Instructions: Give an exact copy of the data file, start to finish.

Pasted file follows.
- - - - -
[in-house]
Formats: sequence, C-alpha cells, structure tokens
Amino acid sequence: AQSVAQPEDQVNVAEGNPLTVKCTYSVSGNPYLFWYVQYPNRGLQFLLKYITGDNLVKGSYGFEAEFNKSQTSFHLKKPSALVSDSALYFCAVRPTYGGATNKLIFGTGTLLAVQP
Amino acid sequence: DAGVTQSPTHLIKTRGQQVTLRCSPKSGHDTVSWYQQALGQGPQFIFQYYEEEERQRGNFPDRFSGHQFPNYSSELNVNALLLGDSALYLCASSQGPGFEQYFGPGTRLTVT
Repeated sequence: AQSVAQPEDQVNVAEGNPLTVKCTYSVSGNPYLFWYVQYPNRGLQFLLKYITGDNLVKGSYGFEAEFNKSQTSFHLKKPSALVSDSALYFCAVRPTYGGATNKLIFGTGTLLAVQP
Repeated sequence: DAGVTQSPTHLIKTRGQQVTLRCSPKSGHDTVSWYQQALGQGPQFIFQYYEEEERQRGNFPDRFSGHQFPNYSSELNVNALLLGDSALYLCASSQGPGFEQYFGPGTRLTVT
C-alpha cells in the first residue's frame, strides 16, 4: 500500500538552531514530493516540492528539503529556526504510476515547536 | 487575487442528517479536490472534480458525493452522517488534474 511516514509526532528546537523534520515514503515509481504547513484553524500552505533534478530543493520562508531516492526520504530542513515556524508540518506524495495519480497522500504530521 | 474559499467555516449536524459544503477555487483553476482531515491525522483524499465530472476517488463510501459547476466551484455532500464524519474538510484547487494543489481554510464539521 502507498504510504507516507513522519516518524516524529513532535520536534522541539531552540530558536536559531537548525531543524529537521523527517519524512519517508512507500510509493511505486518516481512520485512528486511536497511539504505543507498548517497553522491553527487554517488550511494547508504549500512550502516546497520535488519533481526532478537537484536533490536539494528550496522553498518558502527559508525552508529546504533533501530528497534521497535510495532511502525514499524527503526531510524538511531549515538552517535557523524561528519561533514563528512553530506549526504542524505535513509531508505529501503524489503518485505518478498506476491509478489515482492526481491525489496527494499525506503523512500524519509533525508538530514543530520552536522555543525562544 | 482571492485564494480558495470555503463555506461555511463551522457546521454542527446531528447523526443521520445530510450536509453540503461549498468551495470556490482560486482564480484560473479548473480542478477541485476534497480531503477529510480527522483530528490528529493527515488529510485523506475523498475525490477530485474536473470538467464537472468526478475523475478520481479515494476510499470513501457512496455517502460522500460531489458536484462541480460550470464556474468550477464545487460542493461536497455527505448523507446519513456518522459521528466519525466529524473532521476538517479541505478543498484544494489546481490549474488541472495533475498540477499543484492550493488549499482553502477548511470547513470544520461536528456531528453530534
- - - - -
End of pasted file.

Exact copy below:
[in-house]
Formats: sequence, C-alpha cells, structure tokens
Amino acid sequence: AQSVAQPEDQVNVAEGNPLTVKCTYSVSGNPYLFWYVQYPNRGLQFLLKYITGDNLVKGSYGFEAEFNKSQTSFHLKKPSALVSDSALYFCAVRPTYGGATNKLIFGTGTLLAVQP
Amino acid sequence: DAGVTQSPTHLIKTRGQQVTLRCSPKSGHDTVSWYQQALGQGPQFIFQYYEEEERQRGNFPDRFSGHQFPNYSSELNVNALLLGDSALYLCASSQGPGFEQYFGPGTRLTVT
Repeated sequence: AQSVAQPEDQVNVAEGNPLTVKCTYSVSGNPYLFWYVQYPNRGLQFLLKYITGDNLVKGSYGFEAEFNKSQTSFHLKKPSALVSDSALYFCAVRPTYGGATNKLIFGTGTLLAVQP
Repeated sequence: DAGVTQSPTHLIKTRGQQVTLRCSPKSGHDTVSWYQQALGQGPQFIFQYYEEEERQRGNFPDRFSGHQFPNYSSELNVNALLLGDSALYLCASSQGPGFEQYFGPGTRLTVT
C-alpha cells in the first residue's frame, strides 16, 4: 500500500538552531514530493516540492528539503529556526504510476515547536 | 487575487442528517479536490472534480458525493452522517488534474 511516514509526532528546537523534520515514503515509481504547513484553524500552505533534478530543493520562508531516492526520504530542513515556524508540518506524495495519480497522500504530521 | 474559499467555516449536524459544503477555487483553476482531515491525522483524499465530472476517488463510501459547476466551484455532500464524519474538510484547487494543489481554510464539521 502507498504510504507516507513522519516518524516524529513532535520536534522541539531552540530558536536559531537548525531543524529537521523527517519524512519517508512507500510509493511505486518516481512520485512528486511536497511539504505543507498548517497553522491553527487554517488550511494547508504549500512550502516546497520535488519533481526532478537537484536533490536539494528550496522553498518558502527559508525552508529546504533533501530528497534521497535510495532511502525514499524527503526531510524538511531549515538552517535557523524561528519561533514563528512553530506549526504542524505535513509531508505529501503524489503518485505518478498506476491509478489515482492526481491525489496527494499525506503523512500524519509533525508538530514543530520552536522555543525562544 | 482571492485564494480558495470555503463555506461555511463551522457546521454542527446531528447523526443521520445530510450536509453540503461549498468551495470556490482560486482564480484560473479548473480542478477541485476534497480531503477529510480527522483530528490528529493527515488529510485523506475523498475525490477530485474536473470538467464537472468526478475523475478520481479515494476510499470513501457512496455517502460522500460531489458536484462541480460550470464556474468550477464545487460542493461536497455527505448523507446519513456518522459521528466519525466529524473532521476538517479541505478543498484544494489546481490549474488541472495533475498540477499543484492550493488549499482553502477548511470547513470544520461536528456531528453530534